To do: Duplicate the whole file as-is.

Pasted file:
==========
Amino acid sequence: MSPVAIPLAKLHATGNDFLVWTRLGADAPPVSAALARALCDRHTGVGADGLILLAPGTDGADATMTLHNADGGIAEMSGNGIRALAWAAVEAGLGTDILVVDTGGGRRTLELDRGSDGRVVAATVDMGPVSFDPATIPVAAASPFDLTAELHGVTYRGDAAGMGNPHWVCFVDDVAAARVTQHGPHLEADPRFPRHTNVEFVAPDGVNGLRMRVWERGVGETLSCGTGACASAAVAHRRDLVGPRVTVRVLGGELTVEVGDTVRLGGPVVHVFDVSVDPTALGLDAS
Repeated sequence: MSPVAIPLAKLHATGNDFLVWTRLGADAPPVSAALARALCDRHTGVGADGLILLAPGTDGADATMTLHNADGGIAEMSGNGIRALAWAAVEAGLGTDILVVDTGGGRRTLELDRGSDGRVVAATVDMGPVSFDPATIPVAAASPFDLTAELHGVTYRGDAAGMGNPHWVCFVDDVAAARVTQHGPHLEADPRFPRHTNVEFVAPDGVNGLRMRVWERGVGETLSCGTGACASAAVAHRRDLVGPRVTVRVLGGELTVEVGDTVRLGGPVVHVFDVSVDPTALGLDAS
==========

Amino acid sequence: MSPVAIPLAKLHATGNDFLVWTRLGADAPPVSAALARALCDRHTGVGADGLILLAPGTDGADATMTLHNADGGIAEMSGNGIRALAWAAVEAGLGTDILVVDTGGGRRTLELDRGSDGRVVAATVDMGPVSFDPATIPVAAASPFDLTAELHGVTYRGDAAGMGNPHWVCFVDDVAAARVTQHGPHLEADPRFPRHTNVEFVAPDGVNGLRMRVWERGVGETLSCGTGACASAAVAHRRDLVGPRVTVRVLGGELTVEVGDTVRLGGPVVHVFDVSVDPTALGLDAS
Repeated sequence: MSPVAIPLAKLHATGNDFLVWTRLGADAPPVSAALARALCDRHTGVGADGLILLAPGTDGADATMTLHNADGGIAEMSGNGIRALAWAAVEAGLGTDILVVDTGGGRRTLELDRGSDGRVVAATVDMGPVSFDPATIPVAAASPFDLTAELHGVTYRGDAAGMGNPHWVCFVDDVAAARVTQHGPHLEADPRFPRHTNVEFVAPDGVNGLRMRVWERGVGETLSCGTGACASAAVAHRRDLVGPRVTVRVLGGELTVEVGDTVRLGGPVVHVFDVSVDPTALGLDAS